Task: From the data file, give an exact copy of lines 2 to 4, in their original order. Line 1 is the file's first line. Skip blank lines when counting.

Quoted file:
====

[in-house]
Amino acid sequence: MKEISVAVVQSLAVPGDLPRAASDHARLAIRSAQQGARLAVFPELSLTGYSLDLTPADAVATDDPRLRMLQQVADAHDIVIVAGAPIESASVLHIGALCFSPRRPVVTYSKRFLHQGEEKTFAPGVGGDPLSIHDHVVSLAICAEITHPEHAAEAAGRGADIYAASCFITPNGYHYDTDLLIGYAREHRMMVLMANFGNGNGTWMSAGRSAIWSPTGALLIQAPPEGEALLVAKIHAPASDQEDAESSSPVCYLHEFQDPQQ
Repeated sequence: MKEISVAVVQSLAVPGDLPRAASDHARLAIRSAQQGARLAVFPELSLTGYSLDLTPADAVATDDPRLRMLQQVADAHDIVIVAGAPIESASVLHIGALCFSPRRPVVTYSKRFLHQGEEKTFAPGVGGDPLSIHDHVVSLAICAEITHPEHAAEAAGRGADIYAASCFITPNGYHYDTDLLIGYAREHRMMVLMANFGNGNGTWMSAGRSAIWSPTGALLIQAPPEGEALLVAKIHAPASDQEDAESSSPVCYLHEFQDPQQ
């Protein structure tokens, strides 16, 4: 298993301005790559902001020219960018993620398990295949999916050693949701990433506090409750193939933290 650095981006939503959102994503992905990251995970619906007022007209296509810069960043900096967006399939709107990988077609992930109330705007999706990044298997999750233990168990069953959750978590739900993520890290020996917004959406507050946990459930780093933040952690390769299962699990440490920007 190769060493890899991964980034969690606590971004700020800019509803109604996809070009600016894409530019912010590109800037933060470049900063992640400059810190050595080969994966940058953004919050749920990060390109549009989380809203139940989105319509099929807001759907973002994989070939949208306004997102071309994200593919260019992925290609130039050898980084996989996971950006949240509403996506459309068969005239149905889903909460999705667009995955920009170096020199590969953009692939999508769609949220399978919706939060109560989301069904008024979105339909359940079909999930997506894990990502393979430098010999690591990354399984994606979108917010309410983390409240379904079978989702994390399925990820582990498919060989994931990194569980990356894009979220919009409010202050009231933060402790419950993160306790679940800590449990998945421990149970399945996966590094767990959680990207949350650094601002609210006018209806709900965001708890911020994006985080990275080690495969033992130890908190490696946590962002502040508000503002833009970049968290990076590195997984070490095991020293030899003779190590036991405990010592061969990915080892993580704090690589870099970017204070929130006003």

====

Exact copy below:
Amino acid sequence: MKEISVAVVQSLAVPGDLPRAASDHARLAIRSAQQGARLAVFPELSLTGYSLDLTPADAVATDDPRLRMLQQVADAHDIVIVAGAPIESASVLHIGALCFSPRRPVVTYSKRFLHQGEEKTFAPGVGGDPLSIHDHVVSLAICAEITHPEHAAEAAGRGADIYAASCFITPNGYHYDTDLLIGYAREHRMMVLMANFGNGNGTWMSAGRSAIWSPTGALLIQAPPEGEALLVAKIHAPASDQEDAESSSPVCYLHEFQDPQQ
Repeated sequence: MKEISVAVVQSLAVPGDLPRAASDHARLAIRSAQQGARLAVFPELSLTGYSLDLTPADAVATDDPRLRMLQQVADAHDIVIVAGAPIESASVLHIGALCFSPRRPVVTYSKRFLHQGEEKTFAPGVGGDPLSIHDHVVSLAICAEITHPEHAAEAAGRGADIYAASCFITPNGYHYDTDLLIGYAREHRMMVLMANFGNGNGTWMSAGRSAIWSPTGALLIQAPPEGEALLVAKIHAPASDQEDAESSSPVCYLHEFQDPQQ
């Protein structure tokens, strides 16, 4: 298993301005790559902001020219960018993620398990295949999916050693949701990433506090409750193939933290 650095981006939503959102994503992905990251995970619906007022007209296509810069960043900096967006399939709107990988077609992930109330705007999706990044298997999750233990168990069953959750978590739900993520890290020996917004959406507050946990459930780093933040952690390769299962699990440490920007 190769060493890899991964980034969690606590971004700020800019509803109604996809070009600016894409530019912010590109800037933060470049900063992640400059810190050595080969994966940058953004919050749920990060390109549009989380809203139940989105319509099929807001759907973002994989070939949208306004997102071309994200593919260019992925290609130039050898980084996989996971950006949240509403996506459309068969005239149905889903909460999705667009995955920009170096020199590969953009692939999508769609949220399978919706939060109560989301069904008024979105339909359940079909999930997506894990990502393979430098010999690591990354399984994606979108917010309410983390409240379904079978989702994390399925990820582990498919060989994931990194569980990356894009979220919009409010202050009231933060402790419950993160306790679940800590449990998945421990149970399945996966590094767990959680990207949350650094601002609210006018209806709900965001708890911020994006985080990275080690495969033992130890908190490696946590962002502040508000503002833009970049968290990076590195997984070490095991020293030899003779190590036991405990010592061969990915080892993580704090690589870099970017204070929130006003």